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Bombay HC judge stands up for students’ right to dissent amid widespread protests

Bombay High Court judge Gautam Patel says any govt that claims to be dedicated to the Constitution, democracy, has nothing to fear from giving its institutions autonomy.

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New Delhi: A Bombay High Court judge spoke up on the importance of dissent in educational institutions Tuesday, saying “if the right to dissent is taken away, then you take away the space and opportunity for his (student) fundamental construct”.

The remarks by Justice Gautam Patel came amid widespread student protests in campuses across the country against an amended citizenship law that was passed by Parliament last week.

“Commitment to a plurality of voices and space for dissent is crucial to any educational institution… If you take away that right, I would argue, by an external determination of the student body, you take away the space and opportunity for his (student) fundamental construct,” said Patel.

Justice Patel also said that any government that claims to be a true democracy has nothing to fear from dissent.

Patel dwelled on how the functional — and functioning — autonomy of institutions and statutory bodies is essential to the survival of a liberal civil society and is fundamental to the concept of a democratic republic.

He was speaking at the Vidhi Annual Lecture on the theme ‘Between Scylla and Charybdis: Institutional Autonomy in Democratic Governance’.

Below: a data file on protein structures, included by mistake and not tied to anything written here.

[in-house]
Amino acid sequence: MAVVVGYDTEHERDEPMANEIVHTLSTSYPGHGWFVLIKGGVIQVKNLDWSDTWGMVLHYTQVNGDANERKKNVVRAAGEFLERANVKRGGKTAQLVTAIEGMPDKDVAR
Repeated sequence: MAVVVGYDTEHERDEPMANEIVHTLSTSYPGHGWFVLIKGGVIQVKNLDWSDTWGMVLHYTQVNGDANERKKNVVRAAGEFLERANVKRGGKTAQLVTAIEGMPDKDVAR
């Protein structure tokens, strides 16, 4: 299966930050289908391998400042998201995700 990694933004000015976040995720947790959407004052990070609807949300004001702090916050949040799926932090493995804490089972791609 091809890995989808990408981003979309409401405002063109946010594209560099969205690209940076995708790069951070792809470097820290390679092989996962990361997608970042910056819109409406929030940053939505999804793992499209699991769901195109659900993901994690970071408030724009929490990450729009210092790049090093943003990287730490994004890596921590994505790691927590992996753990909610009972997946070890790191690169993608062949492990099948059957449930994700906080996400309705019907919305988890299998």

” — any government — that claims to be dedicated to the constitution, to democracy, and to liberalism has nothing at all to fear from according a wide functional autonomy to its institutions and their processes. Its future is all but assured. Ideas are bullet-proof,” he said.

Patel’s comment on dissent came soon after Chief Justice of India S.A. Bobde said government officers were hesitant in taking decisions as RTI Act was being misused and indicated there could be guidelines framed to regulate the Act.

Also read: Why Modi’s India looks eerily similar to the one under British after 1857 revolt


Hard-hitting judge

The Bombay HC judge is known for his hard-hitting and witty remarks, whether during hearings or in verdicts.

While deciding an interim order in a defamation case filed by Lodha Developers against Krishnaraj Rao, a journalist and RTI activist, Patel refused immediate relief to the builder. “Calling out someone, with fair comment and justification, is not defamation. To put it differently: to say the emperor has no clothes is not defamation. It never has been.”

In March 2018, Patel re-opened an old case decided by him and admitted that he was wrong in his previous verdict and issued a new order. However, since the suit in question was withdrawn, this rectification had no impact on the rights of both parties.

Read the full speech here:


Also read: Legal autocrats are on the rise. They use constitution and democracy to destroy both


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  1. Personal views in some seminar/forum are headlined as a judgement. That’s the style of “The Print”.
    Would u care for what the President of India is standing for?

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